4 INSPIRING EXAMPLES: How to tell your brand story via an end-of-year report

year-in-review-pr warrior

Large companies with lots of shareholders tend to publish annual reports. Indeed, for publicly-listed companies, it’s a legal requirement.

These reports tend to be dense and hard to read. Granted, the financials obviously need to be presented in a certain way but, unfortunately, chances are the rest of the document will be full of chest-beating and meaningless jargon and staged glossy photos. Ugh!

The directors might fist bump each other in the boardroom to celebrate how awesome their company is; some employees might even glance through the document, along with journalists and market analysts if they find it relevant, but ultimately, as a rule the annual report serves as a great doorstop (if it’s still being printed!) but as a public communications piece, it tends to fall pretty flat. Opportunity lost!


But there are a growing number of savvy businesses that have taken the broad concept of the annual report, given it a content marketing sheen, and published an online year in review that is a joy to read (or watch if videos are included, which they quite often are these days).

The best annual reports are open and transparent accounts of how the organisation fared that year.

Yes, they are often celebratory, but in an interesting and informative way that is inclusive of the community that supports the brand, versus out-and-out chest-beating (to see what I mean, check out the examples below). Statistics tend to play a big role and taking a ‘by the numbers’ theme is common; big colourful images also seem to be de rigueur.

Sometimes they also contain some ‘warts’ as well. Take the example of Ohio-based Jeni’s Splendid Ice Creams. In 2015 the business had a health issue with one of its products. Rather than pretend it didn’t happen, Jeni’s covers the topic up front in its 2015 Year In Review not once but twice, under the headings:

  • Voluntary recall of all of our frozen products on the market (link to story)
  • Temporary closures of our production kitchen due to listeria (link to story)

But ultimately though, these reports are effective in taking people behind the velvet rope of an organisation, helping to humanise the brand and reinforce its values through written stories, photos, videos, charts and graphics.



  • Bright, colourful, quirky and lots of fun – a perfect reflection of the MailChimp brand.
  • Heavy on the statistics and images, and covers marketing creative, product development, customer research, podcast sponsorships, staff training, promotional swag and pop culture references.

MailCimp review

Jeni’s Splendid Ice Creams (and here’s the 2014 version)

  • I really like Jeni’s approach to this signature content piece. As alluded to above, the company had a tough time in 2015 but still included the ‘bad’ with all the ‘good’ stuff that happened during the year.
  • I also like the heartfelt way the company acknowledged its customers (see below) who supported the brand during the tough times.

jens ice cream

jens annual review

Creative Market

  • One read of Creative Market’s 2016 Year In Review will give you a great sense of how it goes about its business.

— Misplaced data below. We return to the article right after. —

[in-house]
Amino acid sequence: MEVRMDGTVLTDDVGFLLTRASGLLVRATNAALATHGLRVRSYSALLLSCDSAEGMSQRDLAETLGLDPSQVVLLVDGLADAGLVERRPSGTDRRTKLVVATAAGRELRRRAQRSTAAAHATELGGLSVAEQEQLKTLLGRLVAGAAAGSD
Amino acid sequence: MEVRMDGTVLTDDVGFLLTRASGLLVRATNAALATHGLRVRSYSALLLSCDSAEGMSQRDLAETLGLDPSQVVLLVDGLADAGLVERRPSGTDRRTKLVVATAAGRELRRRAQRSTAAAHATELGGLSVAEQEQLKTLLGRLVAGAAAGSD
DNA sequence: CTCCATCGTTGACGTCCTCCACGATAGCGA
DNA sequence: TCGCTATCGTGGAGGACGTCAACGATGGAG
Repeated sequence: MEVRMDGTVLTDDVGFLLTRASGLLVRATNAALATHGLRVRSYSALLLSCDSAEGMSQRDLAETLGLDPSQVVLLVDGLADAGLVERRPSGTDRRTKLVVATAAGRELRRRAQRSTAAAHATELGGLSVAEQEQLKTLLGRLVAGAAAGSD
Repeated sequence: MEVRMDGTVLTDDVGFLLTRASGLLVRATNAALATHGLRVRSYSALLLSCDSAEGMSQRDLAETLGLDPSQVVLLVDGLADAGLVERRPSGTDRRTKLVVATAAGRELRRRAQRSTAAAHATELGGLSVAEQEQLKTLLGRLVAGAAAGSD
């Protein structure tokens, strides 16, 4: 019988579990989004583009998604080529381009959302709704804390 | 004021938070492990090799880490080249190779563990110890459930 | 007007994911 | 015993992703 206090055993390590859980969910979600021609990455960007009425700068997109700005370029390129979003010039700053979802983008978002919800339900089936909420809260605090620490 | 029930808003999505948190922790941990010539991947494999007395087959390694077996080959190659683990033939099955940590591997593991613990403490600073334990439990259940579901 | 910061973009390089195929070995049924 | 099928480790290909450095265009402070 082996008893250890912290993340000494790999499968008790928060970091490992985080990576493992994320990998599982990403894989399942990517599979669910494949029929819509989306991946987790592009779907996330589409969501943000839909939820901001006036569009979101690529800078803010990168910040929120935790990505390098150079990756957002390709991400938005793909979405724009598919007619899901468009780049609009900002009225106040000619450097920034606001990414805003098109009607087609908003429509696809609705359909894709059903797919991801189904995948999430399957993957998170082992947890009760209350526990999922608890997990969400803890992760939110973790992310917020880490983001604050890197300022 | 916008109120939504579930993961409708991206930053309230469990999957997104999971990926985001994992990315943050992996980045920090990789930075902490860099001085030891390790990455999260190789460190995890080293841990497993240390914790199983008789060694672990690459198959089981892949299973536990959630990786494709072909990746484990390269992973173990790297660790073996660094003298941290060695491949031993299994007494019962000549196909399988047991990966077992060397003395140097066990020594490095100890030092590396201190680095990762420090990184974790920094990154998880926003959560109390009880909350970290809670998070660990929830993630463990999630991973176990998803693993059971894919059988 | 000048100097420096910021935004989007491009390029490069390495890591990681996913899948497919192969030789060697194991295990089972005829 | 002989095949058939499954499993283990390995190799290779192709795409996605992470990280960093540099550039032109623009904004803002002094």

• The review highlights new team members who joined the  business, how Creative Market partnered with GoDaddy to write and release a 77-page eBook, and, like MailChimp, items of promotional swag created during the year!
  • I especially like how a good chunk of the online document is dedicated to the brand’s robust community, especially the people who sell their creative work through the Creative Market marketplace. For example, South African designer Nicky Laatz who crossed over the $1,000,000 in sales barrier for her fonts and graphics. You can check out the video here.

Creative Market 2016

Creative Market review


  • Buffer do most things right when it comes to social media and content marketing. They are the epitome of a savvy ‘connected brand’ that provides great value to its growing community over and above its products and services, and the Buffer year in review online document perfectly reflects this.
  • For its review, Buffer opted to cover the year in A-Z fashion, which allowed it to get pretty creative in how it articulated what 2016 looked like for the business.
  • One massive statistic worth noting is that 261,419,836 posts were sent through Buffer’s proprietary social media scheduling app in 2016, the bulk of which by far was Twitter.
  • Promo swag was also covered (there’s a theme here!): “We. love. swag. This year, we’ve sent: 1,294 cards, 530 t-shirts, 15,000 stickers, 254 Moleskines, 62 pairs of socks, 17 water bottles, 2 pizzas with the Buffer logo, a pack of Jolly Ranchers, and a bowling set!”.
  • But on a more serious note, Buffer also highlighted its “Default to Transparency” company philosophy.
  • MORE READING: Buffer’s 2016 Year in Review (and the 8 Year-End Reflections That Inspired Us) <— N.B. True to generous form, Buffer also lists those end of year reports that have inspired them, including Shopify (in infographic form), Ustream and Octoverse.

buffer annual review

Publishing annual reports such as the ones highlighted above is a classic example of savvy content marketing for PR.

Content marketing is not just about publishing a blog, but looking at the myriad ways a brand can tell its story in interesting ways.

Maybe your brand should consider publishing a year in review report in 2017?

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